Type spotting: Why Birmingham’s historic signs must be treasured

Author: Stacey BarnfieldPublished:

Historic lettering and original building signs must be treasured for future generations, a Birmingham typography academic told Edwin Ellis Creative Media.

We spoke to Birmingham City University postgraduate research student Geraldine Marshall after it was announced the former Kingsway Cinema on Kings Heath High Street in Birmingham is due to be auctioned later this month, with a guide price of £600,000.

The fire-ravaged cinema building has the remains of a classic example of 1920s type design on its locally-listed façade.

Typography, Birmingham, architecture

The 1920s signage on the Kingsway Cinema in Kings Heath, Birmingham

The rest of the building, subject to several recent failed redevelopment schemes, is a burned out shell.

Planning officers granted permission in December 2014 for the building to be converted to shops and apartments on the condition the façade is restored and preserved.

Ms Marshall, a member of the Birmingham School of Art and Design-based Typographic Hub, explained how the prominent lettering on such buildings reflects the style and key industries of that age.

“Birmingham is a typical UK city that has undergone the transformation from one dominated by manufacturing to one led by service, creative enterprise and multi-national retail businesses,” she said.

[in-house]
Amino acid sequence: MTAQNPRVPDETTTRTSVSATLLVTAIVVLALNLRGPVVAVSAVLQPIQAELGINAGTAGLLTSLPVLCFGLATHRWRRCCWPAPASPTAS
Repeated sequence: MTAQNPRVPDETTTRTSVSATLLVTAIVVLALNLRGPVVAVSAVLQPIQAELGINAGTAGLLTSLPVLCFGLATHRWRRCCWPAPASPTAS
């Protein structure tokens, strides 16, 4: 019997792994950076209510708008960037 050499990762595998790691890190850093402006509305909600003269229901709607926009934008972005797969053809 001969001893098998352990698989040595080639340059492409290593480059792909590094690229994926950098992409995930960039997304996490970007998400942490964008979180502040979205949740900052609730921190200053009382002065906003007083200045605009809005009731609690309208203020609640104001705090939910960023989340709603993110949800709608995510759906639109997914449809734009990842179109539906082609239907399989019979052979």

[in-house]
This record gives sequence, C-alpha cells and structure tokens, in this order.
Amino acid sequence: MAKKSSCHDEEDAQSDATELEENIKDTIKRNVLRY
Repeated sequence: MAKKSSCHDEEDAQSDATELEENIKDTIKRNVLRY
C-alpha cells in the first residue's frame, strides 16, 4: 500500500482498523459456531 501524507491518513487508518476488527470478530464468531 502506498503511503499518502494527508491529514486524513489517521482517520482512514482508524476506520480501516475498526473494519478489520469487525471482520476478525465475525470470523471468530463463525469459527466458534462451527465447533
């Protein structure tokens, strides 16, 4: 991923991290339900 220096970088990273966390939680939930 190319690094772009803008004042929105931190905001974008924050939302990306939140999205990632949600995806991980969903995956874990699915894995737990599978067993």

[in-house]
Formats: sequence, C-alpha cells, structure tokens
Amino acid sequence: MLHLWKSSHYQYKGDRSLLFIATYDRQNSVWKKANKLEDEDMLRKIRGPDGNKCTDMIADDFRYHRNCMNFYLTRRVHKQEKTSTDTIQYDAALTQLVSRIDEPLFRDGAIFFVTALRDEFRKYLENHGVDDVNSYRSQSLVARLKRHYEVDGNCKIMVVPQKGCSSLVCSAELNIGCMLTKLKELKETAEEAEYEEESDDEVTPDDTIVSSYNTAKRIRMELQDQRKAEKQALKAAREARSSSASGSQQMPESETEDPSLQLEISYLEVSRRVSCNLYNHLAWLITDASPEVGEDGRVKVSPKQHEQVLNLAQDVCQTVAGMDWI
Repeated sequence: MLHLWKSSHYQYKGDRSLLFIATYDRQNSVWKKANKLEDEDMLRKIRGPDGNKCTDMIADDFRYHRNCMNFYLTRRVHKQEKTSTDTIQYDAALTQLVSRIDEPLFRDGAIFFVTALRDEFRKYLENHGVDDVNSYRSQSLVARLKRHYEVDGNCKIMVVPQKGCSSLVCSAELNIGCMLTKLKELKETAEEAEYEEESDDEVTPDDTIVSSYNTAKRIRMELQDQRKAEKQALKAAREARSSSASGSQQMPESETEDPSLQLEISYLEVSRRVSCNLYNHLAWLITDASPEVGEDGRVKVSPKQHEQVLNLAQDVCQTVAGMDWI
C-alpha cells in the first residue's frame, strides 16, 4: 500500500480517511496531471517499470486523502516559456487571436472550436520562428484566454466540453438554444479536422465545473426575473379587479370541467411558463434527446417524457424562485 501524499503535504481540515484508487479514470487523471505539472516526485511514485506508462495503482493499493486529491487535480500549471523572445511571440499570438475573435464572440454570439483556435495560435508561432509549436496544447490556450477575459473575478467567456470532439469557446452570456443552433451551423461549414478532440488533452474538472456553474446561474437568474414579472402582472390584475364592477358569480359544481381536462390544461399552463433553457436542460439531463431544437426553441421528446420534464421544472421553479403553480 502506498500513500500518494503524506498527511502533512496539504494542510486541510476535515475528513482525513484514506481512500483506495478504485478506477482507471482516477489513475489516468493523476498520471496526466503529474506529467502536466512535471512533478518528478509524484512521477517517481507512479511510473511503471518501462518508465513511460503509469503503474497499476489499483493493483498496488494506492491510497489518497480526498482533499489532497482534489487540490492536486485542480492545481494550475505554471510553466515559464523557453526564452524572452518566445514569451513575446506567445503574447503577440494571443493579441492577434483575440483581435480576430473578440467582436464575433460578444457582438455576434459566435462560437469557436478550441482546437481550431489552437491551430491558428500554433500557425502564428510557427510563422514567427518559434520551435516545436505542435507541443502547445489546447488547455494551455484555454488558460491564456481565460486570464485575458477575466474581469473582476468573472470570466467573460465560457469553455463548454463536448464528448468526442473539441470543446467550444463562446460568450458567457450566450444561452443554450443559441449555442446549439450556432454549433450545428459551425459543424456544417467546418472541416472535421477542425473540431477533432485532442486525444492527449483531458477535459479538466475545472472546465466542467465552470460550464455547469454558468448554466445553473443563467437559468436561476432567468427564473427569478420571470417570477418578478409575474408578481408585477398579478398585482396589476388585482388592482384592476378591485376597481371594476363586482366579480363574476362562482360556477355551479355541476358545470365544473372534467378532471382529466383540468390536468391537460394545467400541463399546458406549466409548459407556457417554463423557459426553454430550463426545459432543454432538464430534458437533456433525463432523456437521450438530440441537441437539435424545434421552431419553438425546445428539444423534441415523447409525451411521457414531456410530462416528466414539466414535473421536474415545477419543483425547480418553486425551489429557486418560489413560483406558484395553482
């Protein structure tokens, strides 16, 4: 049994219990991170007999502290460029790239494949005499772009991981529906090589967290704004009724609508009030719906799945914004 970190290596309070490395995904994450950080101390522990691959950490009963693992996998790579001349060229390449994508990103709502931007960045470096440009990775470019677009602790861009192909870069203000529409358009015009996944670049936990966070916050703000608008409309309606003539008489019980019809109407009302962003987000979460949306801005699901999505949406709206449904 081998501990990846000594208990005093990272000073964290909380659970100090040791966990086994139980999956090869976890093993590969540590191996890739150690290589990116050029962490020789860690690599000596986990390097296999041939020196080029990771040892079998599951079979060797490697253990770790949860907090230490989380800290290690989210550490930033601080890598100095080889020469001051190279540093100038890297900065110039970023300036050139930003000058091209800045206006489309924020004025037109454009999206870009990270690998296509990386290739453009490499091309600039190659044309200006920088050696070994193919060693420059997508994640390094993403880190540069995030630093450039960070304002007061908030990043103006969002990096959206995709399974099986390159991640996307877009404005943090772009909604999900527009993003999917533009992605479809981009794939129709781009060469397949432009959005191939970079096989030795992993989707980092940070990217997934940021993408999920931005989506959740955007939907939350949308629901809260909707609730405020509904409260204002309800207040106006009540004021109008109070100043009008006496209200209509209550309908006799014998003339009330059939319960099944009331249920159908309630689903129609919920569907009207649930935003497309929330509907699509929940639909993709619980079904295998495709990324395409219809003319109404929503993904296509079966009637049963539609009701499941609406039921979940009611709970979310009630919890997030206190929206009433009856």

“Remnants of letterforms give evidence of a visual timeline of what has gone before.

Architecture, Birmingham

The Kingsway Cinema in Kings Heath, Birmingham

“We need to salvage these signs before they are condemned to a skip as every letter design, in its craft and application, tells a story of a time of the city transformation and development.

“We should treasure what these signs represented during a time of rapid building and prosperity of the city and what they can tell us about the development of Birmingham, as well as the style and trend of lettering design and the disappearing craft of lettering.”

The Kingsway was designed by Horace G Bradley, a prominent theatre designer in Warwickshire and the West Midlands.

It opened its doors to the public in March 1925 and its most recent use was as a Gala bingo hall before being left vacant and subject to vandalism.

The cinema is in the CP Bigwood auction at Villa Park on October 22.